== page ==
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Sunday, November 30, 2008

MASSANUTTEN, VA. PART I

Ah, Virginia in September is absolutely gorgeous for a New Yorker. It's still summer here although there is just enough of a hint of autumn to make the temperatures absolutely delightful. Here we are, back at Massenutten Resort in McGaheysville, Va, just minutes off the I 81 in Harrisonburg, home of James Madison University. Massanutten is primarily a time share resort, the biggest in the Vacation Village chain. It's an easy drive from New York, and it is located in the magnificent Shenandoah Valley of Virginia. (Do you know that bluegrass song?)

We're staying in a different section of the resort this year (http://thirdagetraveler.blogspot.com/2008/03/massanutten-resort-in-virginia.html) . Last year was Eagle Trace, a Silver section in this resort; this year we're in Woodstone, a Gold Crown property. We've got a big, beautiful two bedroom, two-bath suite that is laid out to insure each couple’s privacy. There's a cozy gas fireplace which we use on the first night just because it adds a charming glow. Our balcony looks out over other units to the mountains. It's still early autumn here, several weeks behind New York, and the weather is delightful. We've met my cousin Rita from Richmond, my cousin Bill from Tucson, and my sister Robyn and brother-in-law Neal from upstate New York. They're staying at The Summit, another Gold Crown section here. Their two bedroom unit is laid out a bit differently from ours but offers the same amenities, and in this case, their Jacuzzi is a double while ours in only a single. Hmmmm At any rate, the units offer us plenty of opportunity and space to get together, hang out, and reminisce. That's what we're here for.

Yesterday before Rita and Bill arrived, Rob and I headed to the Woodstone Recreation Center, one of two recreation centers on the resort property. There we used the treadmill for a while and then headed back to get ready to meet Robyn and Neal. We four headed to James Madison University's Arboretum.

We were told it is one of the few university arboretums in the country open to the public. We took full advantage and picked up an Arboretum Walking Tour trail guide to help us identify the trees and remaining flowers. We ate our picnic lunch at one of the tables and just relaxed in the warm sun. The guide map sent us along lovely wood-chipped trails past signs that at the right seasons pointed out flowers in bloom or suggested a pause in the walk to admire a tree or bush. As it is late Sept., most of these treats are gone, and we were advised that in March and April, these trails are ablaze with a glorious outpouring of color and variety. Occasionally we'd come across a pavilion where a seminar was occurring and once a young, lone runner sped by, earbuds in place. He nodded as he passed us.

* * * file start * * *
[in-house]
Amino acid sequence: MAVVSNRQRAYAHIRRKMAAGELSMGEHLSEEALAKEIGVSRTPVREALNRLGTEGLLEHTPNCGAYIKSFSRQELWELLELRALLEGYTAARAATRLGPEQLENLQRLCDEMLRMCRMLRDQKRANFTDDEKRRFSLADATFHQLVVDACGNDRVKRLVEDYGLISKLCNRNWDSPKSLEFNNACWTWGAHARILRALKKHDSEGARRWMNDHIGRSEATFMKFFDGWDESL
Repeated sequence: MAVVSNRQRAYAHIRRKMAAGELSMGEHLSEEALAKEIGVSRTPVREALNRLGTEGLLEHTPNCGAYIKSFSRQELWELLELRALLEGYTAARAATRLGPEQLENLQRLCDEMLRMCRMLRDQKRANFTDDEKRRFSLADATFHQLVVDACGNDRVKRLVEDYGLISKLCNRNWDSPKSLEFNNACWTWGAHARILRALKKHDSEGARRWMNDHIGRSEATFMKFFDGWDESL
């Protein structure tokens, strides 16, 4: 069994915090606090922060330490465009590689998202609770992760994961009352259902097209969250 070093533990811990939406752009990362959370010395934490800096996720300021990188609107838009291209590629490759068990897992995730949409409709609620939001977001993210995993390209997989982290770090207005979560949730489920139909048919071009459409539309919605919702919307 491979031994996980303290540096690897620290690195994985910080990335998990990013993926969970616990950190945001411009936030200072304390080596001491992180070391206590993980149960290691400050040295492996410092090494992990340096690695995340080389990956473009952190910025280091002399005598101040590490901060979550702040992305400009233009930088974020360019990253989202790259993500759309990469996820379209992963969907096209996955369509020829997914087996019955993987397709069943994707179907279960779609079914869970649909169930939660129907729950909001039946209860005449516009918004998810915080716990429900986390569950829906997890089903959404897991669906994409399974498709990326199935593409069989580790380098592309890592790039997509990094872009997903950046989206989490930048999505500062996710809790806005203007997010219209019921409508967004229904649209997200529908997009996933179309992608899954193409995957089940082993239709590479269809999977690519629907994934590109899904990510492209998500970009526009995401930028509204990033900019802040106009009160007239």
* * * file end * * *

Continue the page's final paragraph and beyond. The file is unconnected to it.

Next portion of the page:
Our walk took us past a picturesque pond complete with stone waterfall and ducks. While it is possible to buy duck food from the machine for a quarter, Robyn had some bread crusts left from lunch, and the ducks seemed quite satisfied. We also saw turtles in the water or sunning themselves on rocks. In the middle of a bustling university, this natural haven seemed quite remote and peaceful.

There is also a Meditation Garden that we decided to save for another visit. Instead we headed back to the resort and the best miniature golf courses I've ever played. It's not only a good course attractively designed but also the views of the Shenandoah Mountains are so lovely that it's hard not to stop and admire the scenery. They're very clever at the resort; there are actually two 18-hole courses back to back with different colored flags to separate them. This way they avoid a pile-up when the facility gets crowded, not that it has been in any of the times we've come. Still, we like to travel off season, and indeed there is blessedly a lack of children at this time of year. We were on the 14th hole when Rita and Billy arrived, and I'd like to claim their arrival took me off my game and that's why I came in 3rd, but that would be a lie, and there are few things worse than a bad lie in golf. Ha Ha Simply means I'll have to come back to play again and try to beat Rob who came in first.

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